Universal life insurance policies are a combination of term insurance and a tax-deferred investment account. The cash value, death benefit and premium payments are not fixed and guaranteed.


The different options

There are various methods by which a life insurance policy may be contributed to a charity. A donor may:


  • Assign irrevocably a paid-up policy to the charity

This type of life insurance gift is attractive to charities because it’s equivalent to an outright gift of cash. The charity can choose to immediately surrender the policy for cash but in most cases, charities retain the policy until the insured passes away and it can collect the death benefit. Meanwhile, the cash surrender value (the sum of money an insurance company pays to a policyholder in the event their policy is voluntarily terminated before its maturity) will likely continue to grow.

This option is great for older donors that purchased policies years ago to provide family protection or to back a loan. Now the children are grown, the loan has been paid off and they have achieved financial security and no longer need this paid-up policy.

In this case, the charity will have the policy evaluated by an actuary to determine its cash surrender value . This cash surrender value will be the amount of charitable tax receipt the donor will receive when they transfer the ownership to the charity.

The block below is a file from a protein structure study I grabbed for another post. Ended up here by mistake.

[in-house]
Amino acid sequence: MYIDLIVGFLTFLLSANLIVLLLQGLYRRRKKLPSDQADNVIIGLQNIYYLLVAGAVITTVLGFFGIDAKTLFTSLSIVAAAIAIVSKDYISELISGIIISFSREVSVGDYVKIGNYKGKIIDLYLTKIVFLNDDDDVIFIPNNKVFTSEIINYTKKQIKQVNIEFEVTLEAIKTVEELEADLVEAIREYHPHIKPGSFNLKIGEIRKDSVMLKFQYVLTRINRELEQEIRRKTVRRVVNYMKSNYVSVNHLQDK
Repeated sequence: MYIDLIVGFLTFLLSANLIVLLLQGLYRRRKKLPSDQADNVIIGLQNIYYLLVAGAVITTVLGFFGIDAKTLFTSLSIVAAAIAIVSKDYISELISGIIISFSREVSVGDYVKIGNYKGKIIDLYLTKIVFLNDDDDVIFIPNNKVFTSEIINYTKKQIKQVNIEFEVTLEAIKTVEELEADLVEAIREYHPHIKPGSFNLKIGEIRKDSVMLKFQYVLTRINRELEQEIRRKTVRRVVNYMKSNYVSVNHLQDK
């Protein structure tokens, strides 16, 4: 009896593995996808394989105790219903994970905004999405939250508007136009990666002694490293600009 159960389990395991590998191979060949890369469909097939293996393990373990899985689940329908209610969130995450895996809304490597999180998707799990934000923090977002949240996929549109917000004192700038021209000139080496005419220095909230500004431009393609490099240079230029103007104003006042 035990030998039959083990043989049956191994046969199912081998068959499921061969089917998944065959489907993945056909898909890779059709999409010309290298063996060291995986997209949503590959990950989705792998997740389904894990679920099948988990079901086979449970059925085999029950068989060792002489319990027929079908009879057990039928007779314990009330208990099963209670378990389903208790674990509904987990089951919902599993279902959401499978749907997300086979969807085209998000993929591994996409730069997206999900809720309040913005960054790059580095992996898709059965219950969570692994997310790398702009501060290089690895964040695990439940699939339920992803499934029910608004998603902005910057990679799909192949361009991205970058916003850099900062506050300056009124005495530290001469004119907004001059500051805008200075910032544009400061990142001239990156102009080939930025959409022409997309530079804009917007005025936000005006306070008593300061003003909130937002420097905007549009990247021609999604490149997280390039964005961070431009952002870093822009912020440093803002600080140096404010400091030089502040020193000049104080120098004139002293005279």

• Assign irrevocably a life insurance policy on which premiums remain to be paid


This type of gift is attractive if the policy is whole life and has been in force for two or more years because it will likely have some cash value which is accessible to the charity. Likewise, a universal life insurance policy may have cash value. Assuming the donor continues to pay the premiums, the cash value will increase each year, and the charity will eventually collect the death benefit.

This is of interest to donors that have an unpaid policy and that have concluded that their other investments are sufficient to meet family needs. It’s the best way for them to make a charitable gift without impairing other assets intended for family members.

By assigning the charity as the owner of the policy, annual premium notices will go to the charity. Once the donor has paid the premium, the charity issues the charitable tax receipt to the donor for the amount of the premiums paid. If the donor does not pay the premium, the charity will not issue the tax receipt and can choose to pay the premium on behalf of the donor or cash in its value.


  • Name the charity as owner and beneficiary of a new policy